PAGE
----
Boston Celtics receive: Kristaps Porzingis
New York Knicks receive: No. 3 pick (2017), Jaylen Brown, 2018 LAL (protected 1, 6-30)/2019 SAC (protected 1) pick (via PHI)
By Bryan Toporek
You know how Boston Celtics team president Danny Ainge has been stockpiling assets like a doomsday hoarder? This is the time to go all-in.
Look, Jaylen Brown will likely develop into a fine player. Whoever they would select with the No. 3 pick—Jayson Tatum, Josh Jackson, Jonathan Isaac or Dennis Smith Jr.—could as well. And the future Lakers/Kings first-rounder the Celtics acquired from Philadelphia should be worth its weight in gold. Trading what amounts to the No. 1 pick this year and the No. 3 pick from last year is a huge bounty to give up.
That said: This is Kristaps effing Porzingis we’re talking about. Knowing what we know now, he’d be the clear-cut No. 1 pick in this year’s draft class, wouldn’t he? On a raging dumpster fire of a Knicks team this past year, Zinger put up 18.1 points on 45.0 percent shooting, 7.2 rebounds, 2.0 blocks, 1.7 triples and 1.5 assists in just 32.8 minutes per night. The term “unicorn” is quickly becoming as overused as “superstar,” but Porzingis is one of the rare exceptions who truly deserves such a title. He’d slide in next to Al Horford and immediately improve Boston’s short-term outlook on both ends of the court, as the two bigs would be largely interchangeable on offense and defense.
Here’s the best part: Porzingis would help the Celtics now and later. This isn’t giving up the farm for a one-year rental like Paul George or a possible two-year rental like Jimmy Butler. If the Celtics offered Porzingis a max contract extension coming off his rookie deal, they’d have him for a minimum of seven years. He can be a centerpiece of their team both now and in the future. Adding Porzingis could also make Boston a more appealing free-agent destination this summer, say, for Gordon Hayward? A starting five of Isaiah Thomas, Avery Bradley, Hayward, Porzingis and Horford with Terry Rozier, Marcus Smart, Jae Crowder and pieces off the bench would at least put a scare into the Cleveland Cavaliers, wouldn’t it?
Ainge’s reluctance to cash in for anything short of a surefire superstar is understandable, but guess what? This is a surefire superstar, and the Knicks are reportedly only looking for a top-five pick and a promising young player, according to ESPN’s Ramona Shelburne.. If the Celtics throw in the LAL/SAC first-rounder they acquired from Philly, it’ll be too much for New York to turn down, and Boston would still have the Nets’ 2018 pick with which they can further round out their young talent base.
Get it done, Trader Danny.
Phoenix Suns receive: Kristaps Porzingis, Joakim Noah
New York Knicks receive: Brandon Knight, No. 4 pick (2017), Marquese Chriss
By Mike O’Connor
While the Knicks would love to get Devin Booker out of this deal, TheVertical’s Adrian Wojnarowski has reported that the Suns will not give him up in any trade. Thus, the Knicks turn their attention to how else they can improve their future. While the return here is very subpar for Porzingis’ value, the Knicks shed Joakim Noah’s albatross of a contract. In doing so, the Knicks enter the full-fledged rebuilding mode they should have entered two years ago. This trade undoubtedly also solidifies Carmelo Anthony’s acceptance towards waving his no-trade clause and leaving town.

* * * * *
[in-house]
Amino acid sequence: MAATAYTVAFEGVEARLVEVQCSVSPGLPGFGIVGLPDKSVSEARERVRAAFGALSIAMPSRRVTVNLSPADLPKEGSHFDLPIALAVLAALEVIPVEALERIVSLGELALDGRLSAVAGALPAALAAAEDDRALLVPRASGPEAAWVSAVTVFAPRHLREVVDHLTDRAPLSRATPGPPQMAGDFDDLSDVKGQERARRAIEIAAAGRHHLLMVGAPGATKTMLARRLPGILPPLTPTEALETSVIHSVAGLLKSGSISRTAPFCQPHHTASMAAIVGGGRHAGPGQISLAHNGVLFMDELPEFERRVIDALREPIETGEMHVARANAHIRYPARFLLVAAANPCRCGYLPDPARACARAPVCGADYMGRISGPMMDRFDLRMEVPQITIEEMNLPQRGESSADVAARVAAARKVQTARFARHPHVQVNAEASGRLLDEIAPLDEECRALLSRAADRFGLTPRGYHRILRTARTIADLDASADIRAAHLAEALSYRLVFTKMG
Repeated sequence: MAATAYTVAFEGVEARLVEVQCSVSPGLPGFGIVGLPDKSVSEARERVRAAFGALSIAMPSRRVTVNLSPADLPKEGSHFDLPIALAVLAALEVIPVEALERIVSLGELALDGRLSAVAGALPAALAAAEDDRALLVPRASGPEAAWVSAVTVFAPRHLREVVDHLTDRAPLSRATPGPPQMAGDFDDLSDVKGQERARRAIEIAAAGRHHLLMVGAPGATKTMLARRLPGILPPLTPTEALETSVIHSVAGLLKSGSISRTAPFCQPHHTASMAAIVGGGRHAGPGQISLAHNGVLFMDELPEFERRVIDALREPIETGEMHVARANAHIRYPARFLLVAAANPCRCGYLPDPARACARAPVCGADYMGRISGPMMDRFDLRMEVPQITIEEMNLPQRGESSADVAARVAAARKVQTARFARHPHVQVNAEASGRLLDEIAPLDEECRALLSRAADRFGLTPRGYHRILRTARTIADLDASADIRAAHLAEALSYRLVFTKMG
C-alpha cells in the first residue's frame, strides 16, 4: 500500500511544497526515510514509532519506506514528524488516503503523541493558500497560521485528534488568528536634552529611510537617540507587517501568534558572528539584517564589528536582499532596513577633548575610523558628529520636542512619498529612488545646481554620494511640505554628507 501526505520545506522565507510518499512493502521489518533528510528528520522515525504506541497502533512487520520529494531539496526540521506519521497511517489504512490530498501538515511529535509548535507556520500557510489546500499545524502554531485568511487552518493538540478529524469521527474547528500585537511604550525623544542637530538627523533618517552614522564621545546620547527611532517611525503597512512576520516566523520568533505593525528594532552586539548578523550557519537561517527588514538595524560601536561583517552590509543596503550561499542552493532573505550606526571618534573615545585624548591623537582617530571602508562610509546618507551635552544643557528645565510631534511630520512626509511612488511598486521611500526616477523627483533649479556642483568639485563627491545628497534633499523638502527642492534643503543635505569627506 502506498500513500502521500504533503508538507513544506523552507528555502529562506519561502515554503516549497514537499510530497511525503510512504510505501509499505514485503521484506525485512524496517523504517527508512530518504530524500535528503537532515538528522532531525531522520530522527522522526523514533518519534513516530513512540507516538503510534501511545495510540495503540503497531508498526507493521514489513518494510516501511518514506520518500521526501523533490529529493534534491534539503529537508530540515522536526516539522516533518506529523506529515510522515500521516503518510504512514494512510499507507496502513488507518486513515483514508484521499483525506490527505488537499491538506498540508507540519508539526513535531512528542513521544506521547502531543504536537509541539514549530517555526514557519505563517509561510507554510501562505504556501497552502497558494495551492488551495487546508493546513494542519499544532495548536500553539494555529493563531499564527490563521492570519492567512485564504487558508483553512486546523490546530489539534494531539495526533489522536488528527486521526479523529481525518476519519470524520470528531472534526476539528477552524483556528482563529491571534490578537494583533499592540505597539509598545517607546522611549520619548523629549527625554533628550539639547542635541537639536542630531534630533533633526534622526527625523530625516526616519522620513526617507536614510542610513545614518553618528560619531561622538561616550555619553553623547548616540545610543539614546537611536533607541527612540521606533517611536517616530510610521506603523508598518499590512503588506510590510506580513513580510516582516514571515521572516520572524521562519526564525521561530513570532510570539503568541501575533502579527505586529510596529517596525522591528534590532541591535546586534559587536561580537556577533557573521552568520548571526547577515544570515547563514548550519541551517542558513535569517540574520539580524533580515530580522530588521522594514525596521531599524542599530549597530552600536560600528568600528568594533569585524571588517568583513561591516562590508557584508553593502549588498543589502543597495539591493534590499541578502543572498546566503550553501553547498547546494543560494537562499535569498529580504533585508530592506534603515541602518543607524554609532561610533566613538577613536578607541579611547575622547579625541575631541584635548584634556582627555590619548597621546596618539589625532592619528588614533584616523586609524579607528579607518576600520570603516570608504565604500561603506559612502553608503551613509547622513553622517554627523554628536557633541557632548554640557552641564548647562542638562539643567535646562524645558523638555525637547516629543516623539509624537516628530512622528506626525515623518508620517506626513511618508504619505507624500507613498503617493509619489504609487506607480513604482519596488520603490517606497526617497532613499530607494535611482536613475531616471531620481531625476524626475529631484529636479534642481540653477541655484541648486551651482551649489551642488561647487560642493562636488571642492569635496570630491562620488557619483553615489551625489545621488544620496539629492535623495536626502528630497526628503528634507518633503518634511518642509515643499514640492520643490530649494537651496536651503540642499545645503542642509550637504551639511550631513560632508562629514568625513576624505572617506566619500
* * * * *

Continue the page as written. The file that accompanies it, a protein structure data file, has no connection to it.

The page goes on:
In that sense, this trade gives the Knicks a solid young core from these three assets, the return from a Carmelo Anthony trade and ample cap room in the biggest market in the country. For the Knicks, this trade is about looking far into the future rather than the immediate return. From Phoenix’s perspective, they immediately become a possible playoff team in the West. A healthy starting lineup of Eric Bledsoe, Devin Booker, Jared Dudley, Porzingis and Tyson Chandler makes them an extremely intriguing team. Couple that with T.J. Warren, Tyler Ulis, and Dragan Bender growing and providing bench scoring and you have a very interesting team going forward.
Detroit Pistons receive: Kristaps Porzingis, Joakim Noah
New York Knicks receive: Andre Drummond, Stanley Johnson
By Jesse Blanchard
Add draft picks or secondary players around the core of this deal as you’d like, but ultimately it boils down to Porzingis for Drummond.
The salaries are identical enough that, for Detroit, it’s essentially just paying Porzingis what they’re already paying Drummond, only with most of it going to Joakim Noah. The cost is Noah’s contract runs one year longer than Porzingis’ rookie deal, leaving one very tough offseason.
Porzingis immediately gives the Pistons’ pick and roll attack new wrinkles and space for Tobias Harris or Marcus Morris to work inside the 3-point line while staying on the same timeline as an emerging team with its best days in the future.
For the Knicks, Drummond gives Phil Jackson something closer to the physical centers he’s accustomed to from his former days of glory; and, perhaps, one of the few players with upside within the same range as Porzingis.
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